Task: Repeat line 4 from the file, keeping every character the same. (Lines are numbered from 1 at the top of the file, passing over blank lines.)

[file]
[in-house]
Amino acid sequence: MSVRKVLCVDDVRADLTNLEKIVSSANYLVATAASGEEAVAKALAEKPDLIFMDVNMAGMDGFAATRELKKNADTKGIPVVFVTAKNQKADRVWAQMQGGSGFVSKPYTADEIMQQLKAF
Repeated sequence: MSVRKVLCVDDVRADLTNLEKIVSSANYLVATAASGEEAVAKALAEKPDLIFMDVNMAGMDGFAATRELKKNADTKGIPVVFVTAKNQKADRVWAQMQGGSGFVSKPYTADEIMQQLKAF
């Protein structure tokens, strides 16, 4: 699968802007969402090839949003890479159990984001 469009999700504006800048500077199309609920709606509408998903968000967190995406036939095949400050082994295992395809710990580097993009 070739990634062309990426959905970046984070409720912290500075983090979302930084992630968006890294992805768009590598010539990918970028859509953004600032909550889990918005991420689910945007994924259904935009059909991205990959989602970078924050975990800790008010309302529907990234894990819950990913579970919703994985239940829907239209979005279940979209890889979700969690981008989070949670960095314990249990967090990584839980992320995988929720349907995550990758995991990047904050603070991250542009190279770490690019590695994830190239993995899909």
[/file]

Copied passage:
């Protein structure tokens, strides 16, 4: 699968802007969402090839949003890479159990984001 469009999700504006800048500077199309609920709606509408998903968000967190995406036939095949400050082994295992395809710990580097993009 070739990634062309990426959905970046984070409720912290500075983090979302930084992630968006890294992805768009590598010539990918970028859509953004600032909550889990918005991420689910945007994924259904935009059909991205990959989602970078924050975990800790008010309302529907990234894990819950990913579970919703994985239940829907239209979005279940979209890889979700969690981008989070949670960095314990249990967090990584839980992320995988929720349907995550990758995991990047904050603070991250542009190279770490690019590695994830190239993995899909």